I have recently found out that my ex is receiving some sort of SSA. I have contacted DOR in MA and they have forwarded the court order papers for support to SSA. My fear is that he will find a way not to pay. Is this possible with a court order? He owes approx 28k and has never made one payment to my daughter.
By Judez from Lynn, MA
My mother received $80 per month per child based on my stepfather's disability (for his 3 children) and SSD sent a check to my ex husband's ex wife on behalf of their 3 children. Once SSD got the paper work she started receiving benefits for the next month. But if it is less than ordered support the state has to accept and approve the lower payment or the difference keeps racking up on arrears. It does not free him from what he already has in arrears either and at least whatever the amount it will come monthly for your daughter and anything is better than nothing. Also contact SSA monthly until you receive some info. That way if anything is needed that would hold up your child's benefits you will know and stay on top of it. Good luck. (04/09/2009)
You can garnish the Social Security. You might have to get Support Enforcement Unit involved. My ex-husband owed over $30,000 in back child support. The day I found out he was receiving Social Security I went to their office and had it garnished. I'm 62 years old and I still receive back child support today.
Some states have rules on how far back child support will go. In our case it was 10 years. However, in the 16 years that he hadn't paid anything, around the middle of that time (or eight years previously) he made two payments. Because of those two payments, the state was able to go "all the way back" for all of it that he owed. (04/09/2009)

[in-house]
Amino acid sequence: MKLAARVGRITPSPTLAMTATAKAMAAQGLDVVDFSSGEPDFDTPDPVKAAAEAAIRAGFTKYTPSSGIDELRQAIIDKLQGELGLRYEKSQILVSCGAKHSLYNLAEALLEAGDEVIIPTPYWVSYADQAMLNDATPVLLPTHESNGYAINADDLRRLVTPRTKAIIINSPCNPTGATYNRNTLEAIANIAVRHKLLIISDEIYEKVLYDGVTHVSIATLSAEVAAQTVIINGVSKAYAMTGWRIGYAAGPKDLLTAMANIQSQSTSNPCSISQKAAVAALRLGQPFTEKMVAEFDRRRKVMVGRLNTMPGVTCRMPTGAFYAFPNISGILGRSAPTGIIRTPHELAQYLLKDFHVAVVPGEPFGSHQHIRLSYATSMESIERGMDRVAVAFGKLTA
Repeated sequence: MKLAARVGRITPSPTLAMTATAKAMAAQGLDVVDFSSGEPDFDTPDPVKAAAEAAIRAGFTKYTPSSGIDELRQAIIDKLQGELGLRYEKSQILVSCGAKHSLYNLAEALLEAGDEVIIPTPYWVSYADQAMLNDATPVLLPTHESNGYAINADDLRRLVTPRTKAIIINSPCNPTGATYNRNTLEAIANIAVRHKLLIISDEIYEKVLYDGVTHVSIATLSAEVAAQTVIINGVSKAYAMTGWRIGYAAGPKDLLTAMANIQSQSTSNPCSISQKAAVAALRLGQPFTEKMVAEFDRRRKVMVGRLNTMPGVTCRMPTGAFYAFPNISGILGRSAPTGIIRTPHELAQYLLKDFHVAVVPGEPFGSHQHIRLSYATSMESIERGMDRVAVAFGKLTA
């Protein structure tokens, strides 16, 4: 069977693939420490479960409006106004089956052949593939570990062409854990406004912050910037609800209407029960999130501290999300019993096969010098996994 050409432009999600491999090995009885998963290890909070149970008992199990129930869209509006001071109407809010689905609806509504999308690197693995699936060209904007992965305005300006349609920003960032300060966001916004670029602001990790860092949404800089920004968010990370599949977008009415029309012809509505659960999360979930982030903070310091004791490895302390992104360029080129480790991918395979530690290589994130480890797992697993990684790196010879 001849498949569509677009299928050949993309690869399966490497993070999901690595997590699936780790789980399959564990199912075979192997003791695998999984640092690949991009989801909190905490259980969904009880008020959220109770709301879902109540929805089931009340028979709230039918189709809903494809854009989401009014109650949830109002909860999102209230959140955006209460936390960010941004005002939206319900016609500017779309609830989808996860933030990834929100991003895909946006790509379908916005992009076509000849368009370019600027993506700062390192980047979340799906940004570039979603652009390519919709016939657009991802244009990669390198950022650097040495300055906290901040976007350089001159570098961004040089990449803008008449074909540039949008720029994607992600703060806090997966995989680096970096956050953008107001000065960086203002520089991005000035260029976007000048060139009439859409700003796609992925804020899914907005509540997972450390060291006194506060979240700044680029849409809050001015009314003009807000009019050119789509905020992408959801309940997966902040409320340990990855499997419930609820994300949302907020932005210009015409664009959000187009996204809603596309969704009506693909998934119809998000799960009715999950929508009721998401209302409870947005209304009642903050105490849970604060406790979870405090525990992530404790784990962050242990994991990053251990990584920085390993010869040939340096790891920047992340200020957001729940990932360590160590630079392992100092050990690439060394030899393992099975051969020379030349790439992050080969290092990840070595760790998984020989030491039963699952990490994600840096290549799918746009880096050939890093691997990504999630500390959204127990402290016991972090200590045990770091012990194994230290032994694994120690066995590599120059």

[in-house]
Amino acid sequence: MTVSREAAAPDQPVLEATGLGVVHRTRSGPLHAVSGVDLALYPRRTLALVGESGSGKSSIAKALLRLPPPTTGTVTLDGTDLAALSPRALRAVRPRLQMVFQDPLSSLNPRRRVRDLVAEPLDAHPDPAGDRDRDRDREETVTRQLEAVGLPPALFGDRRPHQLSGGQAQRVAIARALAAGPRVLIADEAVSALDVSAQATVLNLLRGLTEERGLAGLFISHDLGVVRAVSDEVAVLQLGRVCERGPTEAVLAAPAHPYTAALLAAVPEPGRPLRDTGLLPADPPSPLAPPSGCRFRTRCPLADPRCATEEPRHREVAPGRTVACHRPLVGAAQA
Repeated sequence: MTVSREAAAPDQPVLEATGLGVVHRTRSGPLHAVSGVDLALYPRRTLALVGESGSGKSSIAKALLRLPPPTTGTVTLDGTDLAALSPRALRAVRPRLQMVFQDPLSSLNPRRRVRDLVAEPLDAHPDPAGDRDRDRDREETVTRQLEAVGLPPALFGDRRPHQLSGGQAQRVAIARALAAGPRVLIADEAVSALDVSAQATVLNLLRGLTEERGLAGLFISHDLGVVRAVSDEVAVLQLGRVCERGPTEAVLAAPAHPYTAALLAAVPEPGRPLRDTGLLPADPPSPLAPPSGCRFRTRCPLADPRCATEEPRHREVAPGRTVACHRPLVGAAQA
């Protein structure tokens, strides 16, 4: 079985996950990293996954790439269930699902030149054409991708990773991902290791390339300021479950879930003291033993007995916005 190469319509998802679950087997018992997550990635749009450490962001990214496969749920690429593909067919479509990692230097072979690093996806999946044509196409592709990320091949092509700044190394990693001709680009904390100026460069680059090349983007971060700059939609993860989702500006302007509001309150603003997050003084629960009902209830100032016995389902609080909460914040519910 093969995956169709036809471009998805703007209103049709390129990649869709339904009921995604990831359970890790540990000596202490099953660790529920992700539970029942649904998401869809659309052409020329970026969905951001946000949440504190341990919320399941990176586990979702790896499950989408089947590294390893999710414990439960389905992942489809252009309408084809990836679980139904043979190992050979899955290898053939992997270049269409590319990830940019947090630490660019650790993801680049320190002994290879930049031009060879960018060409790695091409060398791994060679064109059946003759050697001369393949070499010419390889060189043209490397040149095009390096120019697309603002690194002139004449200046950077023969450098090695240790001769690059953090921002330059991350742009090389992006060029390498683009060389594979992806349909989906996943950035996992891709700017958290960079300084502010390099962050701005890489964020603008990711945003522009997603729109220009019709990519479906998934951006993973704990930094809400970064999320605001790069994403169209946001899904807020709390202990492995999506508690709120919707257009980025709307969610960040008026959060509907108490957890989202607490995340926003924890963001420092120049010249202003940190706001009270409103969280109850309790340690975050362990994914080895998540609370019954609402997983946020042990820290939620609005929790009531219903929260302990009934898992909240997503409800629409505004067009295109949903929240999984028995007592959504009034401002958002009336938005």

I know from hard experience, there's only one way your ex could get out of the garnishment of his Social Security check. That would be if you, yourself, were to sign an Agreed Entry forfeiting your claim.
My husband raised his son from the time he was kindergarten age (after his mother lost custody) and never received a penny from the mother. The CSEA didn't care, since he never filed for support from her. They still take a portion of our meager living and send it to the ex, and will do so until the arrears are paid. We learned about the Agreed Entry recently, when he finally heeded my pleas to do something about the situation. As of this date, we have about two more years before the debt is paid. I'll be thankful when that day arrives, especially if my husband is still with us.
My ex quit a job and took one with an employer that wouldn't garnish. My father simply cultivated friends at the Indiana CSEA, who overlooked the thousands my mother never received for my three siblings and me. However, the current laws are improving the lots of children with deadbeat parents, and with the help of the Federal government, I pray you and your children receive what you need to live. (04/12/2009)
No, with a court order he can not get out of it. If he doesn't pay for awhile it will increase and they can put a lean on his home, garnish tax returns, bank accounts, even as far as jail time. I would not worry, your children will have help from his support.
Whatever you do don't let him talk you out of the support order no matter what. Children need the support financially from both parents. I let my ex husband talk me into agreeing to sign an agreement to withdraw the support and it has screwed me and my children up. When you do that they don't get stuck with back owed either. You have to file more papers to get it started again, and then it starts over fresh with no back payments or anything of the kind.
It really was a horrible mistake on my part, since I realize now that my daughter will suffer not having the extra support just due to my fear of her father. They also have great things in place now, too, where if receiving child support for your safety and your child's, you don't even have to let your address infomation out to the obligor. But no, he can't get out of it, unless you sign a paper stating no court interference or enforcement, otherwise it is his responsibility to cover that support. (04/19/2009)
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